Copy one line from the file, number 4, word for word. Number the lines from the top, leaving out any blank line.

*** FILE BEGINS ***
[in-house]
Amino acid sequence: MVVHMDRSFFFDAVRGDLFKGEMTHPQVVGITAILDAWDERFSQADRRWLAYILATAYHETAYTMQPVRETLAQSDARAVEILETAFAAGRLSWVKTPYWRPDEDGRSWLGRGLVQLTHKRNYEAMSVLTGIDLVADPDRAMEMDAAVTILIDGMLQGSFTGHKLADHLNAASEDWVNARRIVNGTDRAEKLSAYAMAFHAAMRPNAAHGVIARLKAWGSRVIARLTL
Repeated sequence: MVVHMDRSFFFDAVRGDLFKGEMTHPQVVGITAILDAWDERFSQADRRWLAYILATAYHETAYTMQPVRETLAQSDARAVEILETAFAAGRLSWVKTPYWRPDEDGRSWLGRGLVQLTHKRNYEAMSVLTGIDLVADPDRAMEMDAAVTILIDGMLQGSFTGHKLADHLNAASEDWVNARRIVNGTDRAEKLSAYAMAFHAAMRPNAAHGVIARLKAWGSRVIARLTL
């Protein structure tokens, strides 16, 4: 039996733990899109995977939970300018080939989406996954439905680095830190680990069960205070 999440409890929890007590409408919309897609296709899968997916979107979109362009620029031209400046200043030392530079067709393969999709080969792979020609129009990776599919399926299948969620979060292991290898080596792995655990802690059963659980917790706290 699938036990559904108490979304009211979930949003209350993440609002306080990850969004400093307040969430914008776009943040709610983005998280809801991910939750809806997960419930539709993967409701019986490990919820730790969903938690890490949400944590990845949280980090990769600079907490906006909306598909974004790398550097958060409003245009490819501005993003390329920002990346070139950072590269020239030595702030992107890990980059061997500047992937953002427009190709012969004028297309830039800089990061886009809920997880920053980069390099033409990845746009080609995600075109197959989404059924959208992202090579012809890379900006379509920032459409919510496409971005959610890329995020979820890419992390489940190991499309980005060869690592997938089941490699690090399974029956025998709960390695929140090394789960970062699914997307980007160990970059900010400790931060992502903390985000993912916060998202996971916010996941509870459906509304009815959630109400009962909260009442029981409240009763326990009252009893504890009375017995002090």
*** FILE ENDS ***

């Protein structure tokens, strides 16, 4: 039996733990899109995977939970300018080939989406996954439905680095830190680990069960205070 999440409890929890007590409408919309897609296709899968997916979107979109362009620029031209400046200043030392530079067709393969999709080969792979020609129009990776599919399926299948969620979060292991290898080596792995655990802690059963659980917790706290 699938036990559904108490979304009211979930949003209350993440609002306080990850969004400093307040969430914008776009943040709610983005998280809801991910939750809806997960419930539709993967409701019986490990919820730790969903938690890490949400944590990845949280980090990769600079907490906006909306598909974004790398550097958060409003245009490819501005993003390329920002990346070139950072590269020239030595702030992107890990980059061997500047992937953002427009190709012969004028297309830039800089990061886009809920997880920053980069390099033409990845746009080609995600075109197959989404059924959208992202090579012809890379900006379509920032459409919510496409971005959610890329995020979820890419992390489940190991499309980005060869690592997938089941490699690090399974029956025998709960390695929140090394789960970062699914997307980007160990970059900010400790931060992502903390985000993912916060998202996971916010996941509870459906509304009815959630109400009962909260009442029981409240009763326990009252009893504890009375017995002090």